The Real Deal Miami

Historic downtown Miami building to become hotel

Dream Downtown LLC bought the historic property in November

December 11, 2015 12:45PM
By Katherine Kallergis

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Dade-Commonwealth building

Dade-Commonwealth building

The new owners of a historic downtown Miami office building have plans to convert the property into a hotel. 

Dream Downtown LLC, a joint venture between a sister fund of Paris-based Beekman REIM and Immocorp Capital, paid $9.2 million for the seven-story Dade-Commonwealth building, at 139 Northeast First Street in November.

For the next 18 months to two years, the owners will keep it as is, Gilbert Benhamou of Immocorp Capital told The Real Deal. “We want to revamp this whole area,” he said.

Benhamou said the property, when it was developed in 1925, was the tallest at 17 stories. It was severely damaged in the 1926 Miami hurricane, and instead of restoring it, the owners at the time cut the building’s height to seven stories.

“We intend to bring back the building to where it was before,” he said. That would include the addition of multiple stories.

Benhamou declined to comment on whether the property would become a Dream hotel, but did say that “most of the good food and beverage from South Beach is moving downtown.” In South Florida, Dream Hotels has one property at 1111 Collins Avenue: Dream South Beach.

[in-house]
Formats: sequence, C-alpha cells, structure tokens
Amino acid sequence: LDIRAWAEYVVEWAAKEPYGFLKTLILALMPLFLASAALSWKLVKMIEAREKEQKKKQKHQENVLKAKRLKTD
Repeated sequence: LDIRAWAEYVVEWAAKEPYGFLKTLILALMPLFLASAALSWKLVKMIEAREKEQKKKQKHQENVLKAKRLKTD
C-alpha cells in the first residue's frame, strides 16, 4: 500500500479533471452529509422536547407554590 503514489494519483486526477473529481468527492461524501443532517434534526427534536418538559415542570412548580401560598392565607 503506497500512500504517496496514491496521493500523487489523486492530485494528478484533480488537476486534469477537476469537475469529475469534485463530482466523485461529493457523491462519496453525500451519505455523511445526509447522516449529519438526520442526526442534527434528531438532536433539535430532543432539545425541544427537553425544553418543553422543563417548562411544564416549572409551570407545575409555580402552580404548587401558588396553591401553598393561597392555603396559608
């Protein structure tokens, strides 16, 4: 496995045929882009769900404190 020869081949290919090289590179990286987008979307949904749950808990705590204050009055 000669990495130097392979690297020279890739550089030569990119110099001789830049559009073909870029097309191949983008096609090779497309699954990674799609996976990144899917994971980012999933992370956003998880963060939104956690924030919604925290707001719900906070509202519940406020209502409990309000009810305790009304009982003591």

The LLC financed the sale with a $7.35 million bridge loan, records show. David Eyzenberg and Amanda Saltzman, of Avison Young’s joint venture and structured capital team, secured the financing.

In a statement, Eyzenberg said it was challenging to secure the loan because the property had not obtained a 40-year recertification, “which precluded obtaining a clean title and left ambiguity on the scope of renovation that may be required by the local municipality.” Yet his team was able to identify a non-recourse lender familiar with the location, he said. Miami-Dade County records show Calmwater Real Estate Credit Fund II LP as the lender.

The building is in the Flagler area of downtown, which is in the midst of a transformation. Developer Moishe Mana has spent more than $200 million in the area, with plans for retail, office and residential. Other investors, such as Danny Lavy and Daniel Pena, have also joined in. The county has also funded part of a $13 million improvement plan for Flagler Street that will include expanded sidewalks, more trees, new benches and bicycle racks.